Thousands of Vermonters have lost homes and businesses, and the ultimate property and financial costs could equal Tropical Storm Irene.
UPDATE: Governor Phil Scott offered additional details about the new Business Emergency Grant Assistance Program (BEGAP). The $20 million program will assist businesses and not-for-profit entities that sustained physical damage in the flood reopen and bring their employees back to work. “My team and I are committed to doing whatever we can to support businesses who were impacted by historic flooding,” said Gov. Scott. “We know this $20 million won’t be enough, but I believe the State has a responsibility to step up and do what it can while we work to secure additional support for the small businesses that fuel our economy and make our communities strong.” Said Department of Economic Development Commissioner Joan Goldstein, “The need is great in our business community and though gaps will remain even after these grants are dispersed, this program is a start of the recovery process.” Additional details about the grant program were to be released late the first week of August when the application portal was expected to open.
UPDATE: The Department of Economic Development (DED) announced additional details and guidelines for the Business Emergency Gap Assistance Program (BEGAP). This $20 million grant program is intended to help businesses and nonprofits restore, reopen, and bring their employees back to work after suffering physical damages to their property beginning on July 7, 2023, when severe storms swept into Vermont.
Physical losses and damage can include physical space and/or replacements of inventory, machinery, equipment, and supplies. Business should collect photographs, insurance adjuster damage assessments, estimates for repairs to physical structures, tax returns, equipment, inventory, or supply purchases, actual paid expenses and other documents as requested.
DED is administering the program and has been working to create grant guidance and parameters, build out the grant application portal, and put staff in place to run that program and help answer questions businesses may have. When the program opens, businesses will be eligible for a grant of 20% of the net documented uncovered damage to their physical property up to a maximum of $20,000. For properties that sustained more than a million dollars of damage, grant amounts may exceed the $20,000 cap. Those grants will be 20% of net documented uncovered physical damage up to $500,000 based on the number of employees and total damage they sustained. Of the $20 million, $1 million will be administered by the Agency of Agriculture, Food and Markets and dedicated specifically to agricultural businesses.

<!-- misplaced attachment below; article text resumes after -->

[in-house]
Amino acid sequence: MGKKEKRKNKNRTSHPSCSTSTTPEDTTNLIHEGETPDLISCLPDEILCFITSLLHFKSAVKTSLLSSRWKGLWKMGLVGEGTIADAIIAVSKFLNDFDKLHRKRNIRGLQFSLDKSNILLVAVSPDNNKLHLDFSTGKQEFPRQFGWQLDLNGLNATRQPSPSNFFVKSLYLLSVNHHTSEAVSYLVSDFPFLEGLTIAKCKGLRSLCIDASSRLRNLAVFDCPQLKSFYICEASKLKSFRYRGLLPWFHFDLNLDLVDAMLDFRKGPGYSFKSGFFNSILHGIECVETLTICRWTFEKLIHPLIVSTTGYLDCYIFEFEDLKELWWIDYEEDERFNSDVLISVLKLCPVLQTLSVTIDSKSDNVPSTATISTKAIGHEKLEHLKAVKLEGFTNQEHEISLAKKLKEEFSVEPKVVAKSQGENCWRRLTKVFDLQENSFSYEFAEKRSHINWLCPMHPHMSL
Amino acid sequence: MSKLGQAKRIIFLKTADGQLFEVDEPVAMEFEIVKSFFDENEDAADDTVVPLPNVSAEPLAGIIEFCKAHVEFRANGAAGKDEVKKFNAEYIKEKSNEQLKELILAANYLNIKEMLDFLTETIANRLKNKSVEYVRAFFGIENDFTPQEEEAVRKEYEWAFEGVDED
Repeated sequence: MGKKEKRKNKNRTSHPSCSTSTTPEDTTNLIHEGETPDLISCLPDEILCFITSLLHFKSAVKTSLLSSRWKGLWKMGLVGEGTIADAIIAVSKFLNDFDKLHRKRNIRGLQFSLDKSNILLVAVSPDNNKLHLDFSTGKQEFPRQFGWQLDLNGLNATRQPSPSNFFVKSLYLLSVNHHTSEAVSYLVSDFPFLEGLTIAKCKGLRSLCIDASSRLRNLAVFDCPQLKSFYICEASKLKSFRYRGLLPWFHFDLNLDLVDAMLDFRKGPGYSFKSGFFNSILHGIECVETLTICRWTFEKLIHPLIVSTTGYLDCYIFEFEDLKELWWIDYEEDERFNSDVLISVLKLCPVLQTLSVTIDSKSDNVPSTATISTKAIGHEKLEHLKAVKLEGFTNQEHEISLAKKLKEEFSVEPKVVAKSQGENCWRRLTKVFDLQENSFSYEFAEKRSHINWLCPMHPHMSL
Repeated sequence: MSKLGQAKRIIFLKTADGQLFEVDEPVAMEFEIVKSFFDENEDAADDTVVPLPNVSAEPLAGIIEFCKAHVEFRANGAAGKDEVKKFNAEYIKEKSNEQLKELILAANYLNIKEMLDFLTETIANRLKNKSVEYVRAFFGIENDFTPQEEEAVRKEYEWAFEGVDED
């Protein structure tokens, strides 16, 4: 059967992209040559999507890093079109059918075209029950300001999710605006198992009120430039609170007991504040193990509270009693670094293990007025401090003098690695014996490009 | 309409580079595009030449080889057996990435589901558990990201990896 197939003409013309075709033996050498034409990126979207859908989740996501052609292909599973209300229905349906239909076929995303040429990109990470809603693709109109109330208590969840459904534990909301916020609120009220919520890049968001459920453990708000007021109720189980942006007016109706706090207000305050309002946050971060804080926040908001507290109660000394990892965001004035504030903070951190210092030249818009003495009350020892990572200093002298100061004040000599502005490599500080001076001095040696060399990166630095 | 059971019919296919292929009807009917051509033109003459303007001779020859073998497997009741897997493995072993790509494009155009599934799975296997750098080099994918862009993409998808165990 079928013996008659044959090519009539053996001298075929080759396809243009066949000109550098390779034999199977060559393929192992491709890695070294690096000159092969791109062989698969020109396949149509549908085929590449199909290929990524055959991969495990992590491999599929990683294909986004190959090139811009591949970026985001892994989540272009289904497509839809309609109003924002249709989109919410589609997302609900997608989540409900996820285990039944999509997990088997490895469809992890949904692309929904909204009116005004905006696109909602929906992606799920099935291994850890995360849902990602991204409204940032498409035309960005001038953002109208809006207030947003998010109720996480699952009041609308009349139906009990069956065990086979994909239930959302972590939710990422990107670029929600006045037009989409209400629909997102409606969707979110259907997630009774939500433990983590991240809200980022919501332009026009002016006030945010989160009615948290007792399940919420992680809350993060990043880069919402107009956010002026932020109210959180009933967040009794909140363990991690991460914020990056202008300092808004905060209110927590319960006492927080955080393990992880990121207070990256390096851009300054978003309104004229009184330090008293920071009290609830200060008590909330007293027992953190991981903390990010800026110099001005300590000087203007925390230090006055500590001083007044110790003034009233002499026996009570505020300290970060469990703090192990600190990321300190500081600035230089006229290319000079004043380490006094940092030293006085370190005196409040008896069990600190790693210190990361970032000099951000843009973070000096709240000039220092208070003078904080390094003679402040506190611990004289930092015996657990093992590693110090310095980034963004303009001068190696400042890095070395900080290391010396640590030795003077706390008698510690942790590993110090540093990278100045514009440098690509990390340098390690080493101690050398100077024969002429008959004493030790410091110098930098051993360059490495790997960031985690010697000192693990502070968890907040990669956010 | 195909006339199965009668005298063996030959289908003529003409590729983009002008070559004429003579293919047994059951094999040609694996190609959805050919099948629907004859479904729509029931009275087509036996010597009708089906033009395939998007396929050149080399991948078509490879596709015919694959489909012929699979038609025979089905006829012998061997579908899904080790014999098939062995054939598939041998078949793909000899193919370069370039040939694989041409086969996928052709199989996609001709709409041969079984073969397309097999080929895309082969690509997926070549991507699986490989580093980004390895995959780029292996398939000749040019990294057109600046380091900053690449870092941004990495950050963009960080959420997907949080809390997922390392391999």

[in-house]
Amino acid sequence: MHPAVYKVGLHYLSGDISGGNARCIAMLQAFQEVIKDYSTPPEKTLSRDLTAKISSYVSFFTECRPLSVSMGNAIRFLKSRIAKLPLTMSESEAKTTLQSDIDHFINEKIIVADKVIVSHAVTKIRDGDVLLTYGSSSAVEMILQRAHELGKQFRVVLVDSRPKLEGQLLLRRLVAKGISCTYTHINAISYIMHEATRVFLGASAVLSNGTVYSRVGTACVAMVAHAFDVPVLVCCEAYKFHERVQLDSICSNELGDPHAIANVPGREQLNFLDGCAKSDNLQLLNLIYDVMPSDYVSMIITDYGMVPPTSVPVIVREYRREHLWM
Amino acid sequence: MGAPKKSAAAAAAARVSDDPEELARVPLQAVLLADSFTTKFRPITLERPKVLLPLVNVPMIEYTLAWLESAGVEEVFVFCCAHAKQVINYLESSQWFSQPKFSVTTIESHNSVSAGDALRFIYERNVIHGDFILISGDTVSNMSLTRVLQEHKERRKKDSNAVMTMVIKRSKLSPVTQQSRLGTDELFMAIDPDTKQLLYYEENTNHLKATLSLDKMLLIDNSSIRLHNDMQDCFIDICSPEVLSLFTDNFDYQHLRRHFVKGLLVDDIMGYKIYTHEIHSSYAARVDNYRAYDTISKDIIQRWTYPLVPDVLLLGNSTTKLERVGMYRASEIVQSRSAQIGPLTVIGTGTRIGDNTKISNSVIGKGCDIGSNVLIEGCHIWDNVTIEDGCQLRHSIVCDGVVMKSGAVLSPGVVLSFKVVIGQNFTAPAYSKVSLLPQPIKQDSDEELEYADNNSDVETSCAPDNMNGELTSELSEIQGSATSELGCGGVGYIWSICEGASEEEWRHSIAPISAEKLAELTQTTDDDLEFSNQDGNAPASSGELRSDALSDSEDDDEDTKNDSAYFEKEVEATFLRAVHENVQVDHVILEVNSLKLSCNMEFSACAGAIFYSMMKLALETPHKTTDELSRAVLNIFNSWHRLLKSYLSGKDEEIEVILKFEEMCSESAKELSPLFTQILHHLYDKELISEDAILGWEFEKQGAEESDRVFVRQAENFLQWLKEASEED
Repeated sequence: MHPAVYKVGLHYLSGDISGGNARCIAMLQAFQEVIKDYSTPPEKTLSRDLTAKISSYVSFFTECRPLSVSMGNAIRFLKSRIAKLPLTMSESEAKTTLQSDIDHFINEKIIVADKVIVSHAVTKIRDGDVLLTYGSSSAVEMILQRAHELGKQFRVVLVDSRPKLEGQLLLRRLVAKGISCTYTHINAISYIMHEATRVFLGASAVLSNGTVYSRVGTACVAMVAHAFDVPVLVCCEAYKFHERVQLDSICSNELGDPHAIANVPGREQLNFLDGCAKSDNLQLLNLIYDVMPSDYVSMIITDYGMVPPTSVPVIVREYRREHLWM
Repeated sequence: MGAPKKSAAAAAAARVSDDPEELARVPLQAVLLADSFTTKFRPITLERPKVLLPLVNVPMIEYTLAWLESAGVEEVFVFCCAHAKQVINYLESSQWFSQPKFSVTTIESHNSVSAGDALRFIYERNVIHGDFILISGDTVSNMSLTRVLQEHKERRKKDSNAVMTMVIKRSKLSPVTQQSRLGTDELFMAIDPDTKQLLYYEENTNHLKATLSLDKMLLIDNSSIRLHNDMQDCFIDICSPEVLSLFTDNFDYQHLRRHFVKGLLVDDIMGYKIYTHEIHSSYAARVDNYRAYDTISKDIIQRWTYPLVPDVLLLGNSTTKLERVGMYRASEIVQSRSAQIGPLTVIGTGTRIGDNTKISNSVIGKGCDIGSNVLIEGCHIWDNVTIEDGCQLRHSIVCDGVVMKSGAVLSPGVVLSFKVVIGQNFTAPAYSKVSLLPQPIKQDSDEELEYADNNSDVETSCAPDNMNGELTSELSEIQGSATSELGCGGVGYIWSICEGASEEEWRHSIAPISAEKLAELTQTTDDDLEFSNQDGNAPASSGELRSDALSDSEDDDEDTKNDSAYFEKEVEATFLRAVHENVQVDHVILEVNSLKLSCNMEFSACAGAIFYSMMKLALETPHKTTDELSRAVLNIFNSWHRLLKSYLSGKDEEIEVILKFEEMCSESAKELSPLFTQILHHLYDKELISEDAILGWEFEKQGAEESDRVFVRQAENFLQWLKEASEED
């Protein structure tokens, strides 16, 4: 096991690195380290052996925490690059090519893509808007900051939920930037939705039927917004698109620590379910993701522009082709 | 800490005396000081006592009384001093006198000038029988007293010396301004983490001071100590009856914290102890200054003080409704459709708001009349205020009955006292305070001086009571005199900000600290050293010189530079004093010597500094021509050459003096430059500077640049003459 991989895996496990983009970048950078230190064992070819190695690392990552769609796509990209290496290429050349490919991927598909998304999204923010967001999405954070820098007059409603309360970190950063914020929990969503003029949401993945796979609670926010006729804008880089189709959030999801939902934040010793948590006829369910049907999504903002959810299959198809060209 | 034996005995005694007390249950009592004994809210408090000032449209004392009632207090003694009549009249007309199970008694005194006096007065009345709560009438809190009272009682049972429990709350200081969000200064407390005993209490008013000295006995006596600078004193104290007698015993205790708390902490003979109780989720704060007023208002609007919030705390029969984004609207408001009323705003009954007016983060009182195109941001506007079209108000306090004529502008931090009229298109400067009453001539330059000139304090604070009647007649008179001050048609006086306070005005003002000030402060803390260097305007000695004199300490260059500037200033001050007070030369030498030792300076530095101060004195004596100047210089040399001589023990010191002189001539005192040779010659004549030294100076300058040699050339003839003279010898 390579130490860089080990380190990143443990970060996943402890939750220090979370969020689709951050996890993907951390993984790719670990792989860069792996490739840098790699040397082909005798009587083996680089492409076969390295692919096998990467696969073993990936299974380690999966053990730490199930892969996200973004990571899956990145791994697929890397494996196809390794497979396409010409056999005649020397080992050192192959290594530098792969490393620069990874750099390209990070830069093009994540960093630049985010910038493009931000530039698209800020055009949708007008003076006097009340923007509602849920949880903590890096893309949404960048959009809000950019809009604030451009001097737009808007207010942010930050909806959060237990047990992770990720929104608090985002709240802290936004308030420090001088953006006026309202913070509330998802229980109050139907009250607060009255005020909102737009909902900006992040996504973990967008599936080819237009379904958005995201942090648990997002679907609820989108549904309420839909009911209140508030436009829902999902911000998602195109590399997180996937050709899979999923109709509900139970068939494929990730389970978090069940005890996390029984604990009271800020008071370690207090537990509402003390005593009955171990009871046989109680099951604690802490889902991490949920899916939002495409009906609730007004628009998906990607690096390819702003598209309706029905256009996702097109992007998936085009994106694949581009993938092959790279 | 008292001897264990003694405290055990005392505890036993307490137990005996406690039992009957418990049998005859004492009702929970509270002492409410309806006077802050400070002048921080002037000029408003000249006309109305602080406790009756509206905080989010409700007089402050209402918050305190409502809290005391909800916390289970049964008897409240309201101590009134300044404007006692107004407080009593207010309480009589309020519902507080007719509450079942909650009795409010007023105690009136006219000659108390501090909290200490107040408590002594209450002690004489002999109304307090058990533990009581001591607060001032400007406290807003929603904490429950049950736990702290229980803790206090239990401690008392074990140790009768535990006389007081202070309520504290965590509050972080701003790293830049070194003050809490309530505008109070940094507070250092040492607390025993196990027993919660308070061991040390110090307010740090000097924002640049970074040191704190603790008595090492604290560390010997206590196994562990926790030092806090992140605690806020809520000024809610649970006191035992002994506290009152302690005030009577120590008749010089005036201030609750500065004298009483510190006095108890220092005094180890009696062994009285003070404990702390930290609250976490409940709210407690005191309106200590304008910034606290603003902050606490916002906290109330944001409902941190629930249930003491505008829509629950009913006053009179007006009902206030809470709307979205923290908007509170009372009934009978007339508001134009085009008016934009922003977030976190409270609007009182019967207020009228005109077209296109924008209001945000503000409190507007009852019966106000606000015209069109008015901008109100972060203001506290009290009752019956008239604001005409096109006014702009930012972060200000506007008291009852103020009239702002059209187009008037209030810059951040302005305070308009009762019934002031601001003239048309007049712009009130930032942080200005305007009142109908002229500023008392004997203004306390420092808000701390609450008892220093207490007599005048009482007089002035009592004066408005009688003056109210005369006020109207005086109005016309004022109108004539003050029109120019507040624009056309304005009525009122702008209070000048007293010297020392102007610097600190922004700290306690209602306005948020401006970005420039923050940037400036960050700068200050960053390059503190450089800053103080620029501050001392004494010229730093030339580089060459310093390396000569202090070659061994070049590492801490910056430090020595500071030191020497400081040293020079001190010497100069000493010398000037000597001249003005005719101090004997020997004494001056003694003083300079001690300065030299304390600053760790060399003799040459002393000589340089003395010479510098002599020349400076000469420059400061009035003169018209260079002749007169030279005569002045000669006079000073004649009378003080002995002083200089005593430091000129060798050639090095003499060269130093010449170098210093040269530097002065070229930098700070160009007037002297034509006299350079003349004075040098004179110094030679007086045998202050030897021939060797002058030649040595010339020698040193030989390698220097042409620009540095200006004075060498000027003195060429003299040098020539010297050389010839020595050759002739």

DED held a webinar about the program, and a recording can be viewed HERE. Additional FAQs about program specifics are also available.
UPDATE: THE STATE’S BEGAP PORTAL PAGE IS NOW LIVE >>> Business Emergency Gap Assistance Program | Agency of Commerce and Community Development (vermont.gov)
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JULY 17th: Individuals, communities, and businesses continue recovery efforts from the historic flood of July 7-12, 2023. In addition to declaring a State of Emergency and harnessing all available state aid and resources, Governor Phil Scott swiftly requested a major disaster declaration for Vermont from the federal government, which was given approval in less than 24 hours on July 14th.
Governor Scott: “Vermonters are hurting. My team is committed to working with federal and local partners to make sure Vermonters get all resources available to them to recover from these catastrophic floods.”
Below are three key internet resources for recovery and relief efforts.
Individuals and businesses who have suffered losses in the storm should continue clean up and repairs, taking photos and documenting expenses. You should also report that damage to the Vermont 211 site mentioned above, either by dialing 2-1-1 or by visiting vermont211.org.
Members should consider using a GPS and time stamp camera app, such as Solocator – GPS Field Camera, which costs $0.99, while other similar apps are free. Such tools may prove useful with claims submitted to FEMA and state relief services and programs.